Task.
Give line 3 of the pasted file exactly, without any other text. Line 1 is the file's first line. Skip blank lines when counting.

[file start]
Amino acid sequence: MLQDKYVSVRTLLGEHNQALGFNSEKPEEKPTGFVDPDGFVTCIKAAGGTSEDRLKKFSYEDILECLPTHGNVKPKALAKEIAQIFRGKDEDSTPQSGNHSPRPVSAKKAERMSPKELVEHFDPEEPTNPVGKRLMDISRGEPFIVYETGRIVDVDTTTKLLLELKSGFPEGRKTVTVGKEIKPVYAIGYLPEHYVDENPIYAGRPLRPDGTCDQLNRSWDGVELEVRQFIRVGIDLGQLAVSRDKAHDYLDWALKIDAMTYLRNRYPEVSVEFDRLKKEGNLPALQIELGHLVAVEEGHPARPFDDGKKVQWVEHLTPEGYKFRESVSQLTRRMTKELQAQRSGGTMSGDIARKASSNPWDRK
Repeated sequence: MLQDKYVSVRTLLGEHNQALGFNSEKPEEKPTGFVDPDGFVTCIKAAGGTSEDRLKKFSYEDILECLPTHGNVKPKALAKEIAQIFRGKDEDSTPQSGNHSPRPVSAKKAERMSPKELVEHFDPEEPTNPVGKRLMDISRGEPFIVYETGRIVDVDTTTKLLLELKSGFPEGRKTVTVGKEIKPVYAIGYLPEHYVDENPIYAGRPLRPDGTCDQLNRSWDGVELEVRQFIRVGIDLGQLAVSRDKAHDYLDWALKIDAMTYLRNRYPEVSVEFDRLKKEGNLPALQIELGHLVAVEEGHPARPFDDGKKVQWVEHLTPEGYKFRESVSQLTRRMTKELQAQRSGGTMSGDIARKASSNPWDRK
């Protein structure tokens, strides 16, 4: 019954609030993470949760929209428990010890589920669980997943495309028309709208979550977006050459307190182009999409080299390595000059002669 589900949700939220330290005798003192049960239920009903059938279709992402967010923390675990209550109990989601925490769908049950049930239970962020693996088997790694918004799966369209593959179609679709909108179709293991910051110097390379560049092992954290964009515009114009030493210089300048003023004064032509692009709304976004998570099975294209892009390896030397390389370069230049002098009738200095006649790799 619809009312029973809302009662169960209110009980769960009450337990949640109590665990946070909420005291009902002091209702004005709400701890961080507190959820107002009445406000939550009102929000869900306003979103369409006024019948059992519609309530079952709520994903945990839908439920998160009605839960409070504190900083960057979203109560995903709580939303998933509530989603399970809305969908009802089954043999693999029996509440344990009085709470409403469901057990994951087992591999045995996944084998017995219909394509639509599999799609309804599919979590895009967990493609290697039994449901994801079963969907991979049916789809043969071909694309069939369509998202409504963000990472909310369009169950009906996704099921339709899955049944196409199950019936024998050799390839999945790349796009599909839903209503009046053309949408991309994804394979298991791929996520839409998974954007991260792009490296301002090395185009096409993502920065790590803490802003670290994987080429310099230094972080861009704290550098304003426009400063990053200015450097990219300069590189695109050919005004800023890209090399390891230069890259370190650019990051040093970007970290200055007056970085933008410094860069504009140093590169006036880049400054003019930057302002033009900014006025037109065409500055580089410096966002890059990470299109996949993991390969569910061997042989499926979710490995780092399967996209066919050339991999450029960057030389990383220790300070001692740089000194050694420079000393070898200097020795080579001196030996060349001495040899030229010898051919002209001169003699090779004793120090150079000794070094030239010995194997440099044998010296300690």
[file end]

């Protein structure tokens, strides 16, 4: 019954609030993470949760929209428990010890589920669980997943495309028309709208979550977006050459307190182009999409080299390595000059002669 589900949700939220330290005798003192049960239920009903059938279709992402967010923390675990209550109990989601925490769908049950049930239970962020693996088997790694918004799966369209593959179609679709909108179709293991910051110097390379560049092992954290964009515009114009030493210089300048003023004064032509692009709304976004998570099975294209892009390896030397390389370069230049002098009738200095006649790799 619809009312029973809302009662169960209110009980769960009450337990949640109590665990946070909420005291009902002091209702004005709400701890961080507190959820107002009445406000939550009102929000869900306003979103369409006024019948059992519609309530079952709520994903945990839908439920998160009605839960409070504190900083960057979203109560995903709580939303998933509530989603399970809305969908009802089954043999693999029996509440344990009085709470409403469901057990994951087992591999045995996944084998017995219909394509639509599999799609309804599919979590895009967990493609290697039994449901994801079963969907991979049916789809043969071909694309069939369509998202409504963000990472909310369009169950009906996704099921339709899955049944196409199950019936024998050799390839999945790349796009599909839903209503009046053309949408991309994804394979298991791929996520839409998974954007991260792009490296301002090395185009096409993502920065790590803490802003670290994987080429310099230094972080861009704290550098304003426009400063990053200015450097990219300069590189695109050919005004800023890209090399390891230069890259370190650019990051040093970007970290200055007056970085933008410094860069504009140093590169006036880049400054003019930057302002033009900014006025037109065409500055580089410096966002890059990470299109996949993991390969569910061997042989499926979710490995780092399967996209066919050339991999450029960057030389990383220790300070001692740089000194050694420079000393070898200097020795080579001196030996060349001495040899030229010898051919002209001169003699090779004793120090150079000794070094030239010995194997440099044998010296300690």